An unprecedented amount of federal funding is now available for state, city and tribal governments to transition to clean energy and make their communities healthier, thanks to infrastructure and clean energy laws passed by Congress in the past two years. But accessing these grants, loans and other investments requires time and understanding of the process, which may be challenging, particularly for smaller jurisdictions.
Fortunately, there’s help. Newly created technical assistance programs provide capacity and in-depth knowledge on how to apply for federal dollars. A few of these programs:
- The State Funding Readiness Project provides free technical support to states implementing funding from the Infrastructure Investment and Jobs Act (IIJA) and Inflation Reduction Act (IRA) in ways that advance climate equity priorities and reduce greenhouse gas emissions. SFRP provides pro bono assistance to states to help identify specific investment opportunities, inform budget planning, successfully apply for funding, clarify program guidance, understand Justice40 considerations, and serve as a link between resources and federal agencies. Priority programs for SFRP include the Carbon Reduction Program (CRP), Climate Pollution Reduction Grants, The Greenhouse Gas Reduction Fund (GGRF), the Reconnecting Communities Pilot Program and several others.
- The Environmental Justice Thriving Communities Technical Assistance Centers Program provides grant funding to eligible applicants to establish technical assistance centers across the nation providing technical assistance, training, and related support to communities with environmental justice concerns and their partners. The new technical assistance centers will provide training, assistance, and capacity building on writing grant proposals, navigating federal systems such as Grants.gov and SAM.gov, and effectively managing grant funding.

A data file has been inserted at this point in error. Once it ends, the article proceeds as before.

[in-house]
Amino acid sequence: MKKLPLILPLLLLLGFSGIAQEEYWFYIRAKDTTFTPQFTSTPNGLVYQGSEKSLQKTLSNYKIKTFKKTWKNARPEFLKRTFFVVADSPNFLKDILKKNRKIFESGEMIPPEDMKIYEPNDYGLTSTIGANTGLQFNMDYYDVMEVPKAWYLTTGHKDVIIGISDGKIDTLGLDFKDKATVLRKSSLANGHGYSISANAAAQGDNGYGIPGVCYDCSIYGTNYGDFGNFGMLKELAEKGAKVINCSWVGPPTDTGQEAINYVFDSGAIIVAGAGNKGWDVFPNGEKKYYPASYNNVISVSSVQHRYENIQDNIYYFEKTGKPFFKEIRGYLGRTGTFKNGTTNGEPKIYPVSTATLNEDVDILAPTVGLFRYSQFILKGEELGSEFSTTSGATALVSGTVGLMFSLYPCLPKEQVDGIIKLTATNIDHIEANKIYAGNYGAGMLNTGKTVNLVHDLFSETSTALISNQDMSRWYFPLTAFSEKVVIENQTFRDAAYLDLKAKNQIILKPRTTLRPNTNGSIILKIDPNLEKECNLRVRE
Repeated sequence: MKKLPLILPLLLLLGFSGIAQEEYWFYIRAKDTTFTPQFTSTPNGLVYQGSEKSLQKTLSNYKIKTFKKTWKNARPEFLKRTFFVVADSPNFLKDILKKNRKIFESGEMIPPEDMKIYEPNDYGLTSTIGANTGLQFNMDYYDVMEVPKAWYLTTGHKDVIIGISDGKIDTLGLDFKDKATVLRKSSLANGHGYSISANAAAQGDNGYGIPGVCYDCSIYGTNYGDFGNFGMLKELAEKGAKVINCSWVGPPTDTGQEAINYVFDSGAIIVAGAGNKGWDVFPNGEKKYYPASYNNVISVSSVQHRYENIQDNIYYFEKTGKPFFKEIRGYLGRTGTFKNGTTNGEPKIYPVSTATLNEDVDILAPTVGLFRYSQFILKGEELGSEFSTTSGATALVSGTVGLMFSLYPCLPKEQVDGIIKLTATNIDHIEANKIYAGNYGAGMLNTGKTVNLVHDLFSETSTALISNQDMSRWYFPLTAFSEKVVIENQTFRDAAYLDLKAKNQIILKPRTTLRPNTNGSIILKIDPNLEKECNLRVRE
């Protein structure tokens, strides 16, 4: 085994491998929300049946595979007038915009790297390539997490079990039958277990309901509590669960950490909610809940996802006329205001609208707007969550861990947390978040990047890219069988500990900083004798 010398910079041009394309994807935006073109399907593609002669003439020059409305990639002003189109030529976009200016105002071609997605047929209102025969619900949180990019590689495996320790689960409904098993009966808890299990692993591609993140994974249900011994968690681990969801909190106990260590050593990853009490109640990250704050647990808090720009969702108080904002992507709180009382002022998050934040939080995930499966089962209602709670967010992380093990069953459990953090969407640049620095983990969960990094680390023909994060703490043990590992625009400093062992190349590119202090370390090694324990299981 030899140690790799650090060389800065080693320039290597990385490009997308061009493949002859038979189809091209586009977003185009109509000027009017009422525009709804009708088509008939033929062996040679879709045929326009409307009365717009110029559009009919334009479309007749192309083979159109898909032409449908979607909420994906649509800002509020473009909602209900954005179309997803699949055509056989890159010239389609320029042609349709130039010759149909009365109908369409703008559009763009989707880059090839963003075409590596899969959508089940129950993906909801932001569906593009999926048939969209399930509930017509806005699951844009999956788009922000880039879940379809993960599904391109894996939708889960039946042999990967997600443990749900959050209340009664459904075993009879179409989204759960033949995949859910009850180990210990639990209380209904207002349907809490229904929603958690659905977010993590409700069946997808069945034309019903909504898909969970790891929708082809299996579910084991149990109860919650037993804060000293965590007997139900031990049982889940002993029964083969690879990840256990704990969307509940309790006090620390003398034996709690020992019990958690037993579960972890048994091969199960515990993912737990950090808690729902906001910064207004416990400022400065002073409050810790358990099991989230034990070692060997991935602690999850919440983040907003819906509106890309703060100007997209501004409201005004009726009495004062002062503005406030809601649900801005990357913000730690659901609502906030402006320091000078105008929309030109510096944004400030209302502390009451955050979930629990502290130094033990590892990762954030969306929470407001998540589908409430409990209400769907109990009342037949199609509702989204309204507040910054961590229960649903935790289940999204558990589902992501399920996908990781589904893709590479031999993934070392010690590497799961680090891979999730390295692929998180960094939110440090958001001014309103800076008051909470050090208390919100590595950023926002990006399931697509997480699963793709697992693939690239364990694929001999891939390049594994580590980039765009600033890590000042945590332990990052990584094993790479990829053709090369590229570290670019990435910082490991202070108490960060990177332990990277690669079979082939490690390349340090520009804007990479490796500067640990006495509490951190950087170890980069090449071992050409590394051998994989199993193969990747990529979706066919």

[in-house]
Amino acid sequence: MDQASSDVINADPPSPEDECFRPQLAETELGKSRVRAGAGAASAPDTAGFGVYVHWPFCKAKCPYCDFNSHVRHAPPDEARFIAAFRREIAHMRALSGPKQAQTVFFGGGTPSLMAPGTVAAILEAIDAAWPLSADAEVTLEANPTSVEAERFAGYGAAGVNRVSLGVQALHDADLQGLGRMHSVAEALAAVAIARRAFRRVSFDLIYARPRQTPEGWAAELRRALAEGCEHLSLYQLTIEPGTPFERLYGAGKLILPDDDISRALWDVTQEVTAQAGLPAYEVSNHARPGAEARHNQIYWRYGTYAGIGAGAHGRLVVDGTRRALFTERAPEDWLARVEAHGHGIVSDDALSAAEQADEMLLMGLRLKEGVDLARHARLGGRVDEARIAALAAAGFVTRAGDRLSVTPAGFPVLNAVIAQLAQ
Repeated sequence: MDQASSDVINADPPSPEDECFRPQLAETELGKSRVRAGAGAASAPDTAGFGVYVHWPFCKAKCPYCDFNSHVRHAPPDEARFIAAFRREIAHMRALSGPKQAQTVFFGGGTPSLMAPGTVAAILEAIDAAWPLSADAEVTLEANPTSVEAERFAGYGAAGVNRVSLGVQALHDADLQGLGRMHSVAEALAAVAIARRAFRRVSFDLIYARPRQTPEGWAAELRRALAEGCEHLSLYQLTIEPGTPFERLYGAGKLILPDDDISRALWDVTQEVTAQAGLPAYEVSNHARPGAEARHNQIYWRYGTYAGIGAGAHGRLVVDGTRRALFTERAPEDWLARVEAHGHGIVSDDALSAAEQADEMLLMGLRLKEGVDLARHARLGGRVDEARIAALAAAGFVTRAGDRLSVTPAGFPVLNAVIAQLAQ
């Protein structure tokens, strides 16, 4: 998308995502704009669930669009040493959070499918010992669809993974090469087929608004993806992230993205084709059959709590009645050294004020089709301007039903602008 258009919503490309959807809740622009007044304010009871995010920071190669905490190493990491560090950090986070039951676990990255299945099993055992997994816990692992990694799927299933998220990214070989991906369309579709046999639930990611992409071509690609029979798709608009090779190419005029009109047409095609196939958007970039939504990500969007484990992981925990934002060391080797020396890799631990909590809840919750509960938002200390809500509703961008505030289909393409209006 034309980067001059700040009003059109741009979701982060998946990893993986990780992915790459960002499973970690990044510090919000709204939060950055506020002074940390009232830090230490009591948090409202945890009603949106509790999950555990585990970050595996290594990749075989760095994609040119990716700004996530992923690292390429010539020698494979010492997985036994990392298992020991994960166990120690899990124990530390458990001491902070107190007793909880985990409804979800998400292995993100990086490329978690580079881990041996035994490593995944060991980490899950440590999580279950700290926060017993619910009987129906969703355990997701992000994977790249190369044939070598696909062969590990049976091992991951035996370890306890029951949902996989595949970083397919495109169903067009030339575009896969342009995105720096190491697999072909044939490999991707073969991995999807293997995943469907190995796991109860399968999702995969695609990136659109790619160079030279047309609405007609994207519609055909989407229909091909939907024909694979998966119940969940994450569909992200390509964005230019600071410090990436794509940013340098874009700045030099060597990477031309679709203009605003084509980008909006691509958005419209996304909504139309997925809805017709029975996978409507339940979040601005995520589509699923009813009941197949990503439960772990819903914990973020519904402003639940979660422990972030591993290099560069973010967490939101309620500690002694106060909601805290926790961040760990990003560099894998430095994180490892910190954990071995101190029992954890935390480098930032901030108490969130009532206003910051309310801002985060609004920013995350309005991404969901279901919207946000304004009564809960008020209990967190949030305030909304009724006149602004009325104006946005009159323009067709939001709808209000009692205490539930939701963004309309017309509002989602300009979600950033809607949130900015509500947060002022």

- The Just Transition Fund is dedicated to helping communities hardest hit by coal’s decline, building resilient communities by promoting solutions that are equitable, inclusive, and low-carbon. They provide grants and technical assistance to remove barriers communities face applying to federal funding, and engage government agencies to make funding programs more accessible and equitable.
- Anthropocene Alliance has 140 member-communities in 38 U.S. states and territories, impacted by flooding, toxic waste, wildfires, and drought and heat. A2 provides organizing support, scientific and technical guidance, and better access to foundation and government funding.
- The Environmental Protection Network has more than 550 EPA alumni across the country volunteering their time to protect the integrity of EPA, human health, and the environment. EPN harnesses the expertise of former EPA staff to provide the unique perspective of former regulators with decades of historical knowledge and subject matter expertise on issues including air and water pollution, toxic substances, hazardous waste, and more. They provide pro bono technical assistance, capacity building, and training, especially in communities suffering from environmental injustices.
These are just a sampling of dozens of technical assistance programs available. For more, go to the Climate Program Portal, which pulls together crucial summary data, news, requests and updates related to the climate elements in the Infrastructure Investment and Jobs Act (IIJA) and the Inflation Reduction Act (IRA).